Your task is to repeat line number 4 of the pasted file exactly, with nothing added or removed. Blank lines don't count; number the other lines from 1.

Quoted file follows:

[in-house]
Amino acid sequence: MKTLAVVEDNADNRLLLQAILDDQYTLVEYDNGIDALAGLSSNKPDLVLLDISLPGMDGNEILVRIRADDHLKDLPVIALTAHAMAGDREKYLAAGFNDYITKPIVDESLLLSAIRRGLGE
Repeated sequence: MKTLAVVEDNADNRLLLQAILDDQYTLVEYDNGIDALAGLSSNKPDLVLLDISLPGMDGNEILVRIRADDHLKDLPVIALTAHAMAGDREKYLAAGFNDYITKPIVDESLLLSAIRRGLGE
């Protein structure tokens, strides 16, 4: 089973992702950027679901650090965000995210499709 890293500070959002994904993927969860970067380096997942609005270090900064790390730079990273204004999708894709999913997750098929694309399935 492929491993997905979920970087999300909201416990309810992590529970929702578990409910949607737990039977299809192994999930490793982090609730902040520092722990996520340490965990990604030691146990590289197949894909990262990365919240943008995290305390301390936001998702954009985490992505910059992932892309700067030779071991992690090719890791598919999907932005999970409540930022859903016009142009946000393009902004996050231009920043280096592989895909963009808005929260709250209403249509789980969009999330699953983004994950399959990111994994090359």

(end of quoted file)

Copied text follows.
């Protein structure tokens, strides 16, 4: 089973992702950027679901650090965000995210499709 890293500070959002994904993927969860970067380096997942609005270090900064790390730079990273204004999708894709999913997750098929694309399935 492929491993997905979920970087999300909201416990309810992590529970929702578990409910949607737990039977299809192994999930490793982090609730902040520092722990996520340490965990990604030691146990590289197949894909990262990365919240943008995290305390301390936001998702954009985490992505910059992932892309700067030779071991992690090719890791598919999907932005999970409540930022859903016009142009946000393009902004996050231009920043280096592989895909963009808005929260709250209403249509789980969009999330699953983004994950399959990111994994090359």